The following was posted on a Wikipedia talk page and alleges an entirely different meaning for the term. I have not yet had time to attempt to substantiate any of the claims made below. Rossami 05:28, 7 February 2008 (UTC)
The definition says, "The term [bodge] was created after the collapse of a bridge designed by an architect named Bodge." This sounds like pure urban legend to me. (unsigned comment by [[w:user:220.127.116.11)
I agree, this is urban legend. "Bodgers" were originally wood turners/workers who made useful wooden tools and objects out of small pieces of waste wood. This was the use of "to bodge" in the 16th/17th & 18th C in England. (unsigned comment by w:user:18.104.22.168
- Not so! Bodging was the use of a pole lathe to turn wood in situ, a woodcraft practised around the country, and in is particularly well-known in the High Wycombe area and it's furniture industries (The local football team are nick-named the chairboys). Rather than cut and transport the wood to a workshop, it was more efficient to take the 'workshop' to the woods. I'm not sure how this skillful activity aquired it's negative conotations; maybe a view that factory made furniture was 'better'? Markb 07:34, 4 May 2006 (UTC)
- Too right. And as for this: "Bodge is British slang for a mistake of impressive magnitude, usually made through carelessness.". Nonsense. It's never used like that: "Oh no - the bridge fell down - such a terrible bodge to befall us!" I'm changing the main meaning to "clumsy,inelegant or inadequate solution to a problem". --Farry 14:42, 28 April 2006 (UTC)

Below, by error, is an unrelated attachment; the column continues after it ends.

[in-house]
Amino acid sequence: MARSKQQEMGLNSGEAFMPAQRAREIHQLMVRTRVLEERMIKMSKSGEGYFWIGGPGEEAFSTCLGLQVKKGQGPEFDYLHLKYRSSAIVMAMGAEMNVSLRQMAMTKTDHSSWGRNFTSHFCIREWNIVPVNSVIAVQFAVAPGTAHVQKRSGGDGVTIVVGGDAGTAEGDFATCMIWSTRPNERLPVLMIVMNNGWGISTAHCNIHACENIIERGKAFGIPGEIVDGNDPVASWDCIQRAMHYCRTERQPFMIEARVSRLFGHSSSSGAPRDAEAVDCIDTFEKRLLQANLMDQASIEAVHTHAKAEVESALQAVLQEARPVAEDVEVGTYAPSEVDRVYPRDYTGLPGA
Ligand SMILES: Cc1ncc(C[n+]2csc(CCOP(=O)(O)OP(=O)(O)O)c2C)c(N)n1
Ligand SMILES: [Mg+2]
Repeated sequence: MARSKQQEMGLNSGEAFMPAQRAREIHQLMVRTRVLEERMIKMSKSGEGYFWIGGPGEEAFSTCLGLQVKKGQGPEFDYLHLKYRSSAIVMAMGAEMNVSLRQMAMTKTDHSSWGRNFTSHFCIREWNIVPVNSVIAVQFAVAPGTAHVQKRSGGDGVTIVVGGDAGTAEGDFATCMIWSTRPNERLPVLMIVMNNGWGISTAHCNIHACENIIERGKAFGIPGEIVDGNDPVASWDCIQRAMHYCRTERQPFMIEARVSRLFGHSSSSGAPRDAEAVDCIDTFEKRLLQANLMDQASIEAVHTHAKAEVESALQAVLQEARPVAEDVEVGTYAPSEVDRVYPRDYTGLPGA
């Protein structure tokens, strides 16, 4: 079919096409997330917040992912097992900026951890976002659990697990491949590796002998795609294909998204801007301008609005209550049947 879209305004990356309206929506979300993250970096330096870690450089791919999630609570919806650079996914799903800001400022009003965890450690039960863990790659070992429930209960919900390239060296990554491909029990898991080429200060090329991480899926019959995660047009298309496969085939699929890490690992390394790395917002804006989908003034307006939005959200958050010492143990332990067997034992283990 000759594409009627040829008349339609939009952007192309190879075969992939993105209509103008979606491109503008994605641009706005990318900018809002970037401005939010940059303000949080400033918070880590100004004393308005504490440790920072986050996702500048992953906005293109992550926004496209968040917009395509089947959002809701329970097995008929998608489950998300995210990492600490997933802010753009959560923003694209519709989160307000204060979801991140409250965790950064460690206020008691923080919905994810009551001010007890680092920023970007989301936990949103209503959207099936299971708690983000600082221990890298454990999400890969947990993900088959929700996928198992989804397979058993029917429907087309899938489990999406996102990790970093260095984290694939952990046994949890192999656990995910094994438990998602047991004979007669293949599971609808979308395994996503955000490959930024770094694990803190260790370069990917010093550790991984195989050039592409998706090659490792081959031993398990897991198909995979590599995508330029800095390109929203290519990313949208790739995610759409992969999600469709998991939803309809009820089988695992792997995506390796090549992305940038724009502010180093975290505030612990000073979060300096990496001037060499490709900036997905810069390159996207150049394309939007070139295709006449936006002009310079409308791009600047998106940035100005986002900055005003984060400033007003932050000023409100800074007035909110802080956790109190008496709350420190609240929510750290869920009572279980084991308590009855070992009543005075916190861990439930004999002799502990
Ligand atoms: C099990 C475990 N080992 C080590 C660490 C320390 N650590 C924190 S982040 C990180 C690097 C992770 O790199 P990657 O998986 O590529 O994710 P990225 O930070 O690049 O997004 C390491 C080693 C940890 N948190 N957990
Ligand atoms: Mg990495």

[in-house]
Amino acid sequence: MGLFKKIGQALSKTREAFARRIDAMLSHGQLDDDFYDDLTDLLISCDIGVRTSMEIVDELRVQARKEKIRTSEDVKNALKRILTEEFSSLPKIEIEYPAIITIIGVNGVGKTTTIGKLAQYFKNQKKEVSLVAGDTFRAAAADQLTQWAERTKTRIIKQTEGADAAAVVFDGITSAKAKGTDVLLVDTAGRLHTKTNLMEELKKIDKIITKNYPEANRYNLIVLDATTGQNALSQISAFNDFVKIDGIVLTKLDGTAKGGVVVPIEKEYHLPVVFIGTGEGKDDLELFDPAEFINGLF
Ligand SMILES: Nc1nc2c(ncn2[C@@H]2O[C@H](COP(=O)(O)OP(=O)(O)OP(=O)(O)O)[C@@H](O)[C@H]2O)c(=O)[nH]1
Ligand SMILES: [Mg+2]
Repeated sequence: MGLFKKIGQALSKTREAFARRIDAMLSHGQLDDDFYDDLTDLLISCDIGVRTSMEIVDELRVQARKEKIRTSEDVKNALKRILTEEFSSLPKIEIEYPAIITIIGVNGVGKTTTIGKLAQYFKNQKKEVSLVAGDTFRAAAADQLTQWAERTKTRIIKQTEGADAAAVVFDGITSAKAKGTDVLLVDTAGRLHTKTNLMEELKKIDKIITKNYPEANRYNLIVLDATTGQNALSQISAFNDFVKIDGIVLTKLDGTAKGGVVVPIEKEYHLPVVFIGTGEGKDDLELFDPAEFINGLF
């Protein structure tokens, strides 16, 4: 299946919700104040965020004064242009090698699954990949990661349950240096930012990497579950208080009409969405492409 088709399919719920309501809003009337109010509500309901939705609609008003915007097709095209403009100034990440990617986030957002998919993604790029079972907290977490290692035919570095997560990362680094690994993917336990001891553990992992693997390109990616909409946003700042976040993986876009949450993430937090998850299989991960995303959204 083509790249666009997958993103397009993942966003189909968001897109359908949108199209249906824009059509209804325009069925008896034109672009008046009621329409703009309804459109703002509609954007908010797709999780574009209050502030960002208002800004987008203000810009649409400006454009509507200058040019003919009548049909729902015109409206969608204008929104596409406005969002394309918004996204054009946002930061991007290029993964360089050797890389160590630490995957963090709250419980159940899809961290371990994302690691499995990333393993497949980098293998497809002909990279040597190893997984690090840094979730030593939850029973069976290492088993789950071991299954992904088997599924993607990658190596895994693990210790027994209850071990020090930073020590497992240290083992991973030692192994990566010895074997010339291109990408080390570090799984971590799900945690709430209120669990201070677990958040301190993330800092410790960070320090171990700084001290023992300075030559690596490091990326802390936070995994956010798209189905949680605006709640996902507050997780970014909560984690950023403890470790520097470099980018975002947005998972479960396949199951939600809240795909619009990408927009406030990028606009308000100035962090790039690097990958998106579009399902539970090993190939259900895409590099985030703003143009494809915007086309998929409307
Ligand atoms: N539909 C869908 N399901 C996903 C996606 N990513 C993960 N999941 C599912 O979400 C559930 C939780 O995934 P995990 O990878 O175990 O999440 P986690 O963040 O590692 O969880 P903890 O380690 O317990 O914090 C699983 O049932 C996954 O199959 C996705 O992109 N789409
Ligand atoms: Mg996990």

- Any workman or craftsman I've ever heard use "bodge" has meant it in the sense of a repair or construction which is done with the tools and materials to hand and which is secure enough without being particularly elegant. In my experience the terms "botch" and "bodge" are used entirely differently and are not confused. However, Collins and Oxford each give these as synonyms. I first heard about the connection with wood-turning in the early 1980s from a craftsman greenwood turner. The connection the the Tay Bridge seems to me highly suspect.--Coconino 10:44, 2 November 2007 (UTC)
Bodging is the art of skillful application of blue string and gaffa tape to problems. Perhaps some mention of scrapheap challenge should be made. (unsigned comment by w:user:22.214.171.124)
This article is sadly lacking in that there is no mention (except on the discussion page) of the use of the word relating to green woodworking. There are still bodgers carrying on their traditional, skilled craft. I refer to the following for more information: ,  Ethicaljohn 20:13, 23 July 2007 (UTC)
Bodge not botch!
I'm am somebody with considerable bodging abilities and I must say that I am constantly indignant about the confusion between the words bodge and botch. Bodge, quite simply means 'to make good from rough materials'. Botch means mess up a job in a slipshod, half-baked manner. They have very different meanings, one describing a skill, the other describing the absence of skill. I'm am sceptical of the listed common origin of these words and feel it is a tad apocryphal. English language dictionarys tend to describe the common contemporary usage of words, in this case a usage that, I believe has been born from a culture that generally does not engage anymore in manufacture, craft or manual labour.